Ken Novak Jr. reacted during the Royals' game on Jan. 26 at Minnetonka. Photos: Carlos Gonzalez * firstname.lastname@example.org
Ken Novak Jr. paces the sideline, cruising back and forth between half court and the baseline. He can be heard vehemently calling out instructions to his players or giving his opinion on a call to a nearby referee.
Novak has been step-by-step in maintaining his philosophy of being fundamentally sound for nearly 40 years as a high school basketball coach. One difference these days is that he will more frequently stand with his hands on his hips to catch his breath, or even take a seat in his usually unoccupied seat on the bench.
The Hopkins coach — third winningest boys’ coach in state history behind Bob McDonald of Chisholm and Bob Brink of Rocori — has 899 career victories and could reach No. 900 on Tuesday night at Chaska. McDonald, who died Oct. 14, had 1,012 victories while Brink concluded his career in 2012 with 936.
“To be truthful, I don’t think too much about it,” said the 64-year-old Novak, who has compiled a career record of 899-158 through seven years as head coach at Blaine and now in his 32nd season with the Royals. “It hasn’t even been on my radar. The only thing it probably means is I’m getting old.”
His sideline wardrobe hasn’t seen much alteration, either. He’s usually clad in casual dress pants, a mock turtleneck and loafers — just as he was taught growing up.
“Kenny likes to be comfy,” said Royce White, a former Hopkins standout who now serves as a volunteer assistant coach in the program. “His wardrobe is part of his phantom character. He is care free. It’s part of his whole approach.”
Missing from Novak’s current routine is his mentor and sideline sidekick, 91-year old father Ken Sr. He remains at home as a precaution with the COVID-19 pandemic.
“He made my life easy,” Novak said of his father, whose coaching career spanned nearly 70 years. “He is a special human being, and has always been a central part of our team. I wouldn’t be coaching if he wasn’t my assistant coach.”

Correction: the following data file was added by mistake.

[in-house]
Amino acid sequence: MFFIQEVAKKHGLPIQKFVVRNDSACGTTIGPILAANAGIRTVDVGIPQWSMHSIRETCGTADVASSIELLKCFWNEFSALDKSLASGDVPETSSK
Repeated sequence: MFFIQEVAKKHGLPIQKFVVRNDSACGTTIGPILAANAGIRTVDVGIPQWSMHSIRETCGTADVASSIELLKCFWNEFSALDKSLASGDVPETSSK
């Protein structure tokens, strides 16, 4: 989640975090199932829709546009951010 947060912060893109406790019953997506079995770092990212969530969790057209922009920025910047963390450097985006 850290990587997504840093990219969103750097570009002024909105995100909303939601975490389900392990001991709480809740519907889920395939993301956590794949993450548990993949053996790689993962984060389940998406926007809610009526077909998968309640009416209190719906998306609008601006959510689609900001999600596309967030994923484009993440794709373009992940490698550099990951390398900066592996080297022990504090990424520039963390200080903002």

Ken Sr. guided the Royals from 1957-70 and then at Lindbergh — when the district split into two schools — until 1982. He was later inducted into the Minnesota Basketball Coaches Association Hall of Fame with 459 career victories.
He joined his son as an assistant coach during Ken Jr.’s first year in Blaine during the 1982-83 season. His son was only 24 at the time.
“Kenny has a lot of love and respect for his father,” White said. “Everything he does has rubbed off from his father.”
This year’s squad, after starting play in mid-January instead of the first week of December, appears to be falling right in line with previous teams. The Royals are 4-1 and ranked No. 3 in Class 4A by Minnesota Basketball News.
“We’re an OK team, and getting better,” Novak said. “We’ve had to speed up the process since we started so much later.”
Novak doesn’t let himself get caught up in the wins and losses. For him, it’s about the process: Efficient players translate into an efficient team.“We are pretty detail-oriented and run a complex system,” Novak said. “Teaching is the fun point of it. I would be happy if we just practiced and didn’t play any games.”
Novak is seeking his 29th consecutive season with 20 or more victories. Two-thirds of the way into that streak, in 2010-11, he was named the ESPN RISE National Boys’ High School Basketball Coach of the Year. He could have a difficult time extending that streak with a shortened 18-game rigorous regular-season schedule.
He has coached teams in 17 state tournaments, tied for the most all-time. He would have coached in his 18th a year ago, but the pandemic halted the season after the Royals had secure a berth by winning the Section 6 championship. His eight state championships are the second most, behind Dave Thorson of DeLaSalle with nine, and include a three-peat from 2009-11.
“There aren’t many basketball minds like Kenny,” said White, who also played under Thorson. The power forward was a key figure on the Royals’ 31-0 squad during the 2008-09 season. “He has a deep obsession with the game, but in a very constructive way.”
Novak went 13-10 in his first season with the Royals in 1989-90. His loss total that year equals the number of state tournament games his teams have lost in 17 years. He has won 39 state tournament games, tops in state history.
“He’s undoubtedly the greatest high school coach in state history,” White said. “I really believe he could be a head coach at any level.”
1,012 -- Bob McDonald, Chisholm boys
967 -- Mike Dreier, New London-Spicer girls*
936 -- Bob Brink, Rocori boys
899 -- Ken Novak Jr., Hopkins boys*
747 -- Dave Galovich, Crosby-Ironton boys*
739 -- Ziggy Kauls, Mounds View boys
719 -- Myron Glass, Rochester Lourdes girls
684 -- Ron Gunderson, New Prague girls
684 -- Tom Vix, Rushford-Peterson boys
683 -- Lynn Peterson, Staples-Motley boys